is a Scam ICO and Has No Connection With Our Company

It’s come to our attention that a company also named Workchain (to be referred to by their domain from here on) is running an ICO -- and it’s a scam.

Not only is it a scam, but it’s successfully conning thousands of people out of millions of dollars and it’s doing so with impunity.

Proof that ICO is a Scam

Naturally, on discovering a fellow blockchain company of the same name running an ICO, we became interested and looked into the project, at first simply out of curiosity.

As our research into the company deepened, it became increasingly clear that the company and the highly profitable ICO they are running are a scam. 

Here is a sample of the evidence that points to the fraudulent nature of the company:

1. The “Team” Profiles are Real People but have Nothing to do with an ICO 

The first thing we did was click on the LinkedIn profiles of the supposed team behind the ICO. Each of them is a real person but clicking their LinkedIn profiles revealed a multitude of inconsistencies.

The individuals' titles are different, there is no mention of an ICO or blockchain technology on any of their profiles, and each LinkedIn profile is tied to a UK “work solutions” company of the same name that clearly has nothing to do with an ICO.

Plus, many of the alleged team members have been working at the UK Workchain company for years, yet has only existed since March this year.

These are all real people:

They appear to have messed up when trying to copy Jeremy’s profile though as the real Jeremy they link to doesn’t look like the one on their site, at all.

2. We Contacted the People they have Listed as part of their “Team” and they Confirmed their Identities Have Been Stolen

To further investigate our suspicions, we contacted each of the owners of the LinkedIn profiles shown to on the website. All have confirmed that this project is a scam, their identities have been used illegally and has nothing to do with the real UK company Workchain.

A statement we received from the person identified as the “CEO” of, who in fact works for

“...It is a scam. We don't know who is conducting the activity but they have been reported to the relevant authorities."

We have confirmed that every person depicted on the “Team” section has had their identity stolen. And this can be easily verified by cross referencing their LinkedIn profiles  or through the company contacts we have at our disposal.

3. They Claim to be a Legitimate UK Company of the Same Name

Not only has annexed the identities of people working at Workchain in the UK, but they have stolen the company’s entire identity.

The two site feature the same address and VAT information and the company branding has been copied and modified only in color for use on

We have categorically proven that the two companies are not connected by contacting the CEO of as well as the company’s main helpline.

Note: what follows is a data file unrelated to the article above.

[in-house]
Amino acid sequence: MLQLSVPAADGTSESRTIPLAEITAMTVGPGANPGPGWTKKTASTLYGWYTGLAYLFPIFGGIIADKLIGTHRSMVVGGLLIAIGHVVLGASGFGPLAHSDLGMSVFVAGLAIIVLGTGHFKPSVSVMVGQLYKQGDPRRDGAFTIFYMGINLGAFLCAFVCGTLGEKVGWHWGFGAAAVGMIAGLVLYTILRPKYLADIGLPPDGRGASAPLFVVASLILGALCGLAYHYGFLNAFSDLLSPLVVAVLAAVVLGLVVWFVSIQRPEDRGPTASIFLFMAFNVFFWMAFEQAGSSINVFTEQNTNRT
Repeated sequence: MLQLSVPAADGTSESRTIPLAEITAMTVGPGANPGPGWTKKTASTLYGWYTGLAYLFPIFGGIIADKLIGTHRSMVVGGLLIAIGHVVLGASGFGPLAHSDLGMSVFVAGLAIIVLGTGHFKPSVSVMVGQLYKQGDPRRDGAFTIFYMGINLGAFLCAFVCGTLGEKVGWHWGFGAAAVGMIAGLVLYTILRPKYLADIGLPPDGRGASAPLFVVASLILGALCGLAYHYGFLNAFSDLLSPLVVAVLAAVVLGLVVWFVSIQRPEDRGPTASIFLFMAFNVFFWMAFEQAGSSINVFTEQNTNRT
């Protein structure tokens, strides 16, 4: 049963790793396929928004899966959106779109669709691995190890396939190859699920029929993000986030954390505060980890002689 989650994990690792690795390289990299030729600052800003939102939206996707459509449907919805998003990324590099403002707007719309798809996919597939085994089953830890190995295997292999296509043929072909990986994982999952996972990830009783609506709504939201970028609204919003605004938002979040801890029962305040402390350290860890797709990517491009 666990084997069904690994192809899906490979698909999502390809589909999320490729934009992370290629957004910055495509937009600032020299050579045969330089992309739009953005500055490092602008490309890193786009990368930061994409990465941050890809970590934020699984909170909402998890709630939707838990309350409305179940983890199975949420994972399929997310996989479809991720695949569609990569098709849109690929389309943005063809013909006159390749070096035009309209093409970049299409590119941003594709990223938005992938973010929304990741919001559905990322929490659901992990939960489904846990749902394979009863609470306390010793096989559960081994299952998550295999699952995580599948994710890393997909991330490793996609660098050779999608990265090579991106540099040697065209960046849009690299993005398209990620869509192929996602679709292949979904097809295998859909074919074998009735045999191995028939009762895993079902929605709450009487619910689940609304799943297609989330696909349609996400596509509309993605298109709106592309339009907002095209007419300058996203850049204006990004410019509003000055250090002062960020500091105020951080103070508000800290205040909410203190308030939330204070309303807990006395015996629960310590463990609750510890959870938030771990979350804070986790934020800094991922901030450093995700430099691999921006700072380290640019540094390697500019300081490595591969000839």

4. There is Zero Promotion from the UK Company Who Are Supposedly Behind the ICO

What’s striking is that and are supposedly the same company. Yet, the latter which is a legitimate company makes no mention of the ICO in anything they do.

This is evidence that, a reputable company operating in the EU, has no connection with the ICO because, if they did, they would promoting it heavily via their corporate website and social media channels

6. Their Whitepaper is Near Word-For-Word the Same as Blockchain Company Ethearnal

Ethearnal is another blockchain company that recently launched their ICO. Like, they're also targeting the freelance market and has blatantly plaigarized Ethearnal’s whitepaper, further demonstrating the the project is illegitimate.

Take a look at these excerpts from each, side by side:

Real ‘How it works’ - Src ethearnal

vs. the scam copy:

Real ‘How it works’ - Src ethearnal

vs. the scam copy:

Clearly the whitepaper has plagiarized Ethearnal’s whitepaper. 

The two whitepapers can be downloaded here [LINK] and here [LINK] and viewed in conjunction to clearly see that the two are nearly identical.

The Damage Scammers Cause to the Blockchain Movement

This scam shows the dangers of investing in anything without due diligence, especially in ICOs.

That said, these scammers are sophisticated. And, with all the excitement around ICOs and cryptocurrencies, it’s no wonder people can fall for this type of deception. 

According to they have already conned people out of 1039 ETH. But the ramifications for our emerging cryptocurrency and blockchain industries goes beyond this single case of deception.

Scammers like this are the ones that can destroy the reputation of cryptocurrencies and negatively impact the entire movement. In the eyes of many in the mainstream, cases like this are exactly why they think cryptocurrencies should be shut down.

It’s the type of nefarious actions that brings government regulation and intervention closer – the antithesis of what decentralization is all about, and a handbrake on the adoption of cryptocurrencies.

If You Believe In Crypto, You Have A Part to Play

Every one of us involved in the emergence of blockchain and cryptocurrencies has a duty to speak up against these kinds of scams. 

Sure, this one specifically in our interest because it directly attacks our company. But this isn’t the first ICO scam we’ve identified, and it won’t be the last.

The reality is, if we don’t take action scammers will continue to pop up, steal from thousands of people and disappear with their pockets filled with dirty money.

Fortunately, the crypto and blockchain industries are becoming increasing vigilant, and their are many great resources for spotting a scam, and what to do about it:

Investopedia - How to Identify Cryptocurrency and ICO Scams

Medium - How to Spot an ICO Scam in 5 Easy Steps

BlockGeeks - How Not to be Scammed by an Initial Coin Offering

Crypto Slate - Seven Key Signs of an ICO Scam

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